Getting there and around

We flew with easyJet from Bristol then caught the Airport Express Bus into the centre (30 mins / ~£3).  The central area is compact so we didn't use any other form of transportation though I was tempted by the look of the trams. 

Rather weirdly, the city seemed to be full of what I can only suppose are faux vintage cars.

Food and Drink

Margaret did some sterling work researching some good restaurants.  U Sumavy was our choice on the first night.

Some traditional Czech food served up at U Samavy bar and restaurant.  The beer was good there too!
The well stocked bar at U Samavy.  So many beers to choose from!

 The second night we ate in Lemon and Leaf, a Thai restaurant.  And very tasty that was too.

The Accommodation

Something else my wife must take credit for finding, the Salvator Boutique Hotel .  And top notch it was too - with a spacious, clean and quiet room.

The Salvator Boutique Hotel on Žitná.

Quirky Moments

Seemingly very few on this straightforward whistle-stop sightseeing trip, though a few of the attractions were somewhat bizarre.

The 42 individual moving layers of Franz Kafka's head in this 39 tonne sculpture are designed to illustrate the multilayer nature of the human personality.
The Dancing House or Fred and Ginger as it is sometimes known, designed by Vlado Milunić and on the banks of the river. 

Lasting memories

Of a beautiful but somewhat crowded city.

See, I told you it was ugly here.

Monday, 18 September 2017

Moldova - September 2017


The Guinness

Would there be Guinness in Moldova?  I'd been asking myself that question for months.  I was so worried there may not be that I took an 'emergency can' with me - not a cheap option as it meant paying for hold baggage on the flight out.  I needn't have worried though.  The Dublin Pub had what was needed.  

Enna kindly picked out the next destination I have to visit - Prague.

It's the only Irish pub in the country and the only place serving Guinness that I could find.  It's a pleasant quiet pub well off the main thoroughfare but was well worth the hunt on this hot evening.  I explained what I was up to and Enna kindly picked out my next destination of Prague.  We also met Andree, the owner, who showed up around the pub and kindly gave me a bottle of Tullamore Dew whiskey, one of my favorites.  

We liked the place and wanted to prove to ourselves that we could find it again so went back the following evening for food and jolly edible it was too.  We had the local soup which included noodle and chicken followed by some excellent medallions of beef.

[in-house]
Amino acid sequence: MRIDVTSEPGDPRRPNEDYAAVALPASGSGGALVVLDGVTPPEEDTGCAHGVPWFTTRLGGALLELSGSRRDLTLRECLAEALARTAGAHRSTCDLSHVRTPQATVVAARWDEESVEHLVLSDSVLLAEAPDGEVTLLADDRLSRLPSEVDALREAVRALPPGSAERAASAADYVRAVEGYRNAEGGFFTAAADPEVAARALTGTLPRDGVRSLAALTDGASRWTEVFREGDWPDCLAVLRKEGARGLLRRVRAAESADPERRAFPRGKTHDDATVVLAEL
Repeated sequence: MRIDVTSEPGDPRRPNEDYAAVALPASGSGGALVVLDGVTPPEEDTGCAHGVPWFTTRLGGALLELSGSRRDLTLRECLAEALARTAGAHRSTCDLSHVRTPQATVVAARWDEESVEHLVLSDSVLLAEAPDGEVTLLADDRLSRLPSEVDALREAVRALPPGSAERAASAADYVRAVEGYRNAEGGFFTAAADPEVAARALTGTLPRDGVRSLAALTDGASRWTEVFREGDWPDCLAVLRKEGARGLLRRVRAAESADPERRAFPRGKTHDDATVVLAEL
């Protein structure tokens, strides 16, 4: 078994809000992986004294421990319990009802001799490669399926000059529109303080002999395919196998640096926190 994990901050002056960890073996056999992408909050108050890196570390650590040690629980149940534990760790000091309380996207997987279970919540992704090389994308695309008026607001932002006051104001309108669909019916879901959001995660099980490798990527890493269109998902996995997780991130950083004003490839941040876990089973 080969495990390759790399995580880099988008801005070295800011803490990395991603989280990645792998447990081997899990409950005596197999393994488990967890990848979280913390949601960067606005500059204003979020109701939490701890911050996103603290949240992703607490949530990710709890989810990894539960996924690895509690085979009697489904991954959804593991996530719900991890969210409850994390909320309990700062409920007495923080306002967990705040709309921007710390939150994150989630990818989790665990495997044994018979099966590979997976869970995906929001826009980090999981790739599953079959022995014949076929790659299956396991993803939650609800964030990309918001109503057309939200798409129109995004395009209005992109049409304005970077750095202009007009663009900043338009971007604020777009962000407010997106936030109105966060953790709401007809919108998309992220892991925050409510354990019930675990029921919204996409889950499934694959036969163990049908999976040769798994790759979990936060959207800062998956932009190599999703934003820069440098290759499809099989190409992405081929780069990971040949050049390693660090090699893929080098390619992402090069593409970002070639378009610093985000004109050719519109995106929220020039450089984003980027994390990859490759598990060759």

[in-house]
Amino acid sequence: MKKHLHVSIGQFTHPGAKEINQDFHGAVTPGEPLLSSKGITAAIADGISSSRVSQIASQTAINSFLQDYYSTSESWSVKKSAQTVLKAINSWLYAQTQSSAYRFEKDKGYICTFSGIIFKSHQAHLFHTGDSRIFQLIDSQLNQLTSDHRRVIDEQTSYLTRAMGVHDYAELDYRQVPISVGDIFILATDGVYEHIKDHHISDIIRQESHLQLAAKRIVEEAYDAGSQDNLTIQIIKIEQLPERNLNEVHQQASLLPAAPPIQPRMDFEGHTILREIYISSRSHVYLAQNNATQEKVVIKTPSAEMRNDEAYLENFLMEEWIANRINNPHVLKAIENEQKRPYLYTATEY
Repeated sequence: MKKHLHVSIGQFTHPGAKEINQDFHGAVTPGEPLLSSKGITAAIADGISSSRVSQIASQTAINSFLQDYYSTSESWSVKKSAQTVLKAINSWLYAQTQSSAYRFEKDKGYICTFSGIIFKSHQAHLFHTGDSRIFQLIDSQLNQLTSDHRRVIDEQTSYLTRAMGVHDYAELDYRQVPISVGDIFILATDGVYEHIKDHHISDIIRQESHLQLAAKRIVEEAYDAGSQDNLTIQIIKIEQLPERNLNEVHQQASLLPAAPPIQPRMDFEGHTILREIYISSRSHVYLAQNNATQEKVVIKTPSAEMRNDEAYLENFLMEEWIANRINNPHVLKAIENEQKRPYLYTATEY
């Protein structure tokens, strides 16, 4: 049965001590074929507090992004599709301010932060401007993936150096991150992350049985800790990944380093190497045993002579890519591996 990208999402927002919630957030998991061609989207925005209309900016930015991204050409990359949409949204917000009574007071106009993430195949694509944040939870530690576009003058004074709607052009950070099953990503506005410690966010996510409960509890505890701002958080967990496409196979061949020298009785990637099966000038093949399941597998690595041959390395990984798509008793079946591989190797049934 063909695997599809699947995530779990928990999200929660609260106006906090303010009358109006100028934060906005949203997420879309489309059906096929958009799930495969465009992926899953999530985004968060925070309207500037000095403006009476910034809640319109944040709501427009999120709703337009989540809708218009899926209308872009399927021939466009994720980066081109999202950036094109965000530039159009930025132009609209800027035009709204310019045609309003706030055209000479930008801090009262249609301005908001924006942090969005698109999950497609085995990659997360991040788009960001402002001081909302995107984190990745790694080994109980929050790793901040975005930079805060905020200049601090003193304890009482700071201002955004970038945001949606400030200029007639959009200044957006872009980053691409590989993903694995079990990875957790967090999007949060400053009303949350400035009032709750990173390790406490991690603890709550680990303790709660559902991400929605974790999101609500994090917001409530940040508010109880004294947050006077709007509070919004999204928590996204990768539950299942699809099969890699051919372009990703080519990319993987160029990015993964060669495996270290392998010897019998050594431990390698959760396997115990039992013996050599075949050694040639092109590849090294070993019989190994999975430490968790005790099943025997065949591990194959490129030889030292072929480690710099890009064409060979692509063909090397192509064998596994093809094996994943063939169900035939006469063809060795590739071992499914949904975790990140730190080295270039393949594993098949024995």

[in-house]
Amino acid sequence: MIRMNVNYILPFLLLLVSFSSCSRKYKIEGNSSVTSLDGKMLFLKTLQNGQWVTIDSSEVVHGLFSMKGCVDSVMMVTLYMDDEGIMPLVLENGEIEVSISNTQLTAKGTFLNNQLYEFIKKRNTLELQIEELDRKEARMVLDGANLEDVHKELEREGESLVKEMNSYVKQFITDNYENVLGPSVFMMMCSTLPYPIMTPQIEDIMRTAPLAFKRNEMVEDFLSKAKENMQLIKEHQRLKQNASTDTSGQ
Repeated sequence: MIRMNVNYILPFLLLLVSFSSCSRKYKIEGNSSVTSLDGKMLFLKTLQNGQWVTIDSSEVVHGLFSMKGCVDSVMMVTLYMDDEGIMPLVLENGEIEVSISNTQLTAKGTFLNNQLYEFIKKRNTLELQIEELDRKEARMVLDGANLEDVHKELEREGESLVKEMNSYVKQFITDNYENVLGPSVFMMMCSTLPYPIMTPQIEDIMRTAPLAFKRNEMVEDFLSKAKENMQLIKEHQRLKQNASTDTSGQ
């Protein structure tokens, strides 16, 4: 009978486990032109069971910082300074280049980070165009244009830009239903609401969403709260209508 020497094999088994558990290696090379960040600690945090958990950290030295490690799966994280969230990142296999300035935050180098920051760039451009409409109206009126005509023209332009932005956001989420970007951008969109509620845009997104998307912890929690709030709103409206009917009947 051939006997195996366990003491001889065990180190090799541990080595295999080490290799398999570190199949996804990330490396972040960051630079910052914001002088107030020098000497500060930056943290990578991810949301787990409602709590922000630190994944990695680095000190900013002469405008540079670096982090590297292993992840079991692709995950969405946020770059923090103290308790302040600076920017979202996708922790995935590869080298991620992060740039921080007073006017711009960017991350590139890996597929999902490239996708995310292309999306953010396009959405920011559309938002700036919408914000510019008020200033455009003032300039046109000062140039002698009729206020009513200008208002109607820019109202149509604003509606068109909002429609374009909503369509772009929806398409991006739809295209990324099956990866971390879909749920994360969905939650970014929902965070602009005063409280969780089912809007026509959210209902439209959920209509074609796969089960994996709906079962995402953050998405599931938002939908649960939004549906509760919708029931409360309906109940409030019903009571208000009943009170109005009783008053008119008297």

Team make-up

By that I mean who traveled with me rather than what type of mascara did I wear.  This time Ian came with me again as it was one of the countries he wanted to visit as part of his challenge to try and ride a train in each European country.

Ian enjoying the rest in Călărași 


When people ask me about my memories of my visit to Moldova it will probably be the people that top the list and not the sightseeing.  There are some elegant sights but maybe not more than to occupy a day or two.  No doubt there were a fair few we missed given our lack of any guidebook or leaflet.

Belfry of Nativity Cathedral, Chișinău
If you like markets then you'll be happy here.  I think the Chisinau market is the biggest I've ever seen.
Anyone for cabbage leaves?

Getting there and around

It's not an easy country to get to.  There is a cheap flight once a week from Stansted at very uncivilized times so instead we flew Lufthansa out of Birmingham via Frankfurt and Vienna and then via Munich on the way back.  On the plus side there is a trolleybus from Chisinau airport into the centre costing  just 10p.  In fact there are trolleybuses galore and we had a lot of fun riding them at 20 Lei a ride, paid in cash on-board.

And of course there was the train trip.  That's not easy when there are so few trains per day and many of them are long distance trains.  With the help of our friends at Hidden Europe we did manage to find a suitable couple of trains and went out to the town Călărași for the day.  The train back was the Moscow to Chisinau sleeper train full of couchettes and yes I did grab a quick snooze.

Food and Drink

Whereas sightseeing probably was a little disappointing, the food and drink turned out to be above expectations.  I wouldn't say we ate much traditional Moldovan food but what we did was lovely.

A selection of deserts and  some local cognac to wash it down.

Outside Chisinau

We chose to go to Călărași more because it was accessible by train rather than anything else.  After grabbing some breakfast and exploring the market we were trying to find the museum we had read about but without much luck.  We ended up outside the town hall and who should come up to Ian and offer assistance but the Mayor himself.  He broke the news that the museum was unfortunately closed for repairs but arranged for someone to meet us there.  That led to an excellent afternoon in the company of Marianna and Corina who gave up their time to explain the history of the town, the Jewish history and show us around and used their contacts to enable us to see places we wouldn't have otherwise found.  

A lovely day out in Călărași including a visit to the fire station and police museum.

The Accommodation

We hired an apartment on the main street, the aptly named Chisinau Central Apartment, again not that easy to find but worth the effort.  

Central Apartments in Chisinau

Quirky Moments

Having realised that I would not be able to take the bottle of whiskey home as we would not be allowed to take it trough airport security we were left with a choice - either drink it in two days and spend most of the holiday with a hangover or give it to a worthy course.  I chose the later.

I am a fan of the comedian, writer and philanthropist Tony Hawks.  In one of his books he is set a challenge by a friend to play each of the Moldovan football team at tennis.  If he looses he has to strip naked in the street and sing the Moldovan national anthem.  If he wins his friend has to do so.  After leaving Moldova Tony felt he wanted to put something back into the country so helped set up a centre for children with after became to Tony Hawks Care Centre in Chisinau.

The most inappropriate gift ever given to a children's centre - a bottle of whiskey.

Lasting Memories

I left with many pleasant memories of this small and rarely visited country.  A country where the people ate proud and trying hard to improve themselves but where maybe the politics is somewhat hard to overcome.  
Moldovian hero Stefan cel Mare 
A full collection of photos from the trip can be found at: Flick album